Tuesday, August 17, 2010

Read to Write? The Best Homework!


One piece of advice to writers I read over and over is that to write, you must read. Make that read, read, READ! At the conference someone even quoted "For every book you write, read a thousand; for every word you write, read a thousand. Read everything: Read your genre. Read every genre. Read good books. Read bad books. But READ."

To use a cliche, I'm an avid reader. So I loved that advice! I've often quipped to my husband, who sees me lounging around the house with a book, "I'm a writer; this is really research. It looks like I'm just having fun, but I'm actually doing homework."

But it's true: the best homework for a writer is to read. Not just read through a book quickly: Savor whole lines. Savor whole paragraphs. When I read, I find myself noticing how the author plunged me into a scene; how he or she made me feel I knew that character; how hidden clues were laced hidden throughout, so that the resolution felt surprising yet expected, and deeply satisfying. I read for the hidden wisdom inherent in some stories. And always, yes, it's just the way it looks: I am having fun.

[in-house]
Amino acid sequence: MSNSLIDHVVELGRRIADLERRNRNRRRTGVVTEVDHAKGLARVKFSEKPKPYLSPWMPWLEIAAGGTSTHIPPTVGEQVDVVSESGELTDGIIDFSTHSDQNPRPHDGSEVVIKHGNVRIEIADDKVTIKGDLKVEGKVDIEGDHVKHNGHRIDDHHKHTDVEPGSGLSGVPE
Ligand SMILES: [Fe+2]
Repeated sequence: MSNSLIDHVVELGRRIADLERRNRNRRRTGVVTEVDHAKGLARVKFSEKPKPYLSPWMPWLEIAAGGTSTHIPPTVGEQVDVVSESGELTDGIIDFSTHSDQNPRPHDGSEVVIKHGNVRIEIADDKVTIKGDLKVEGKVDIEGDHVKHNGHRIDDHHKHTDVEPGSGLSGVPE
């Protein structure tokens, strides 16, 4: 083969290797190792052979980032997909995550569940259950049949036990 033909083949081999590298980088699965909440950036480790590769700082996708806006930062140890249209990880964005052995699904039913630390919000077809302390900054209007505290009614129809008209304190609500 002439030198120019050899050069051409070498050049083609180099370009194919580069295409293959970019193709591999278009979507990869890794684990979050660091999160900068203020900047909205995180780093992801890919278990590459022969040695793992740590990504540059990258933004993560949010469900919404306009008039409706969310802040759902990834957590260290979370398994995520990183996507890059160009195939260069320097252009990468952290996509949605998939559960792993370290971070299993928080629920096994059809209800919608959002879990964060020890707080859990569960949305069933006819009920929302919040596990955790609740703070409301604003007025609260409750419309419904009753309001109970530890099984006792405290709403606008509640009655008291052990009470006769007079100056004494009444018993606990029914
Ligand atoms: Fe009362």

Some writing friends and I who critiqued each other's novels through multiple re-writes finally got to the point we knew each other's work too well to critique further. So we decided to read novels in our genres (at this point, historical fiction and fantasy) -- preferably award winners -- and analyze what is working instead of what isn't: What do good writers do right? That's what we want to know. It's a wonderful experience to study these books that way -- quite different from the usual book club. Experts in our chosen art have become our writing teachers. And, of course, it's a great excuse to read yet another book!

We all know we can count on the others to read one of our manuscripts if we request it. But for now, this is how we use our critique sessions. How about you? What are some of the ways you get writing tips and pointers besides the usual critique group?

1 comment:

Rachna Chhabria said...

Hi Elizabeth..I love the idea of doing homework (reading). This is one homework that doesn't bore me at all.
I get writing tips from reading books on the craft of writing and from the blogs I visit. Great post!